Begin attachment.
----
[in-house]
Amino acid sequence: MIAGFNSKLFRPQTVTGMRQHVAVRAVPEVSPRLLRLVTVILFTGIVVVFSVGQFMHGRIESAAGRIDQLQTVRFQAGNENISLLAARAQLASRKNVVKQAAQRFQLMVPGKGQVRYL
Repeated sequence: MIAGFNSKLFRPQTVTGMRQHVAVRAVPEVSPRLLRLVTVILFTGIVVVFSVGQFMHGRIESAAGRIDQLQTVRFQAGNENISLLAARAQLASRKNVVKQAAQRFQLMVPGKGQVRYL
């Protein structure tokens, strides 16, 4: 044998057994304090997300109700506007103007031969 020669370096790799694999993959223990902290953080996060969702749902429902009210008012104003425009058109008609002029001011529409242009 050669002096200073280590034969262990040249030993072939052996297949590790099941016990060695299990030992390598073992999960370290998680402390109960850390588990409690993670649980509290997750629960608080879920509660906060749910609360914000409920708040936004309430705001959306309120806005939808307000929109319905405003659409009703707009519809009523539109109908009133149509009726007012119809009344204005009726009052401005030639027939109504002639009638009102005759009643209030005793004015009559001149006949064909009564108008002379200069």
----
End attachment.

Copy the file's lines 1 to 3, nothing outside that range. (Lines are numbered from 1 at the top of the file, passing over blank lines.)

[in-house]
Amino acid sequence: MIAGFNSKLFRPQTVTGMRQHVAVRAVPEVSPRLLRLVTVILFTGIVVVFSVGQFMHGRIESAAGRIDQLQTVRFQAGNENISLLAARAQLASRKNVVKQAAQRFQLMVPGKGQVRYL
Repeated sequence: MIAGFNSKLFRPQTVTGMRQHVAVRAVPEVSPRLLRLVTVILFTGIVVVFSVGQFMHGRIESAAGRIDQLQTVRFQAGNENISLLAARAQLASRKNVVKQAAQRFQLMVPGKGQVRYL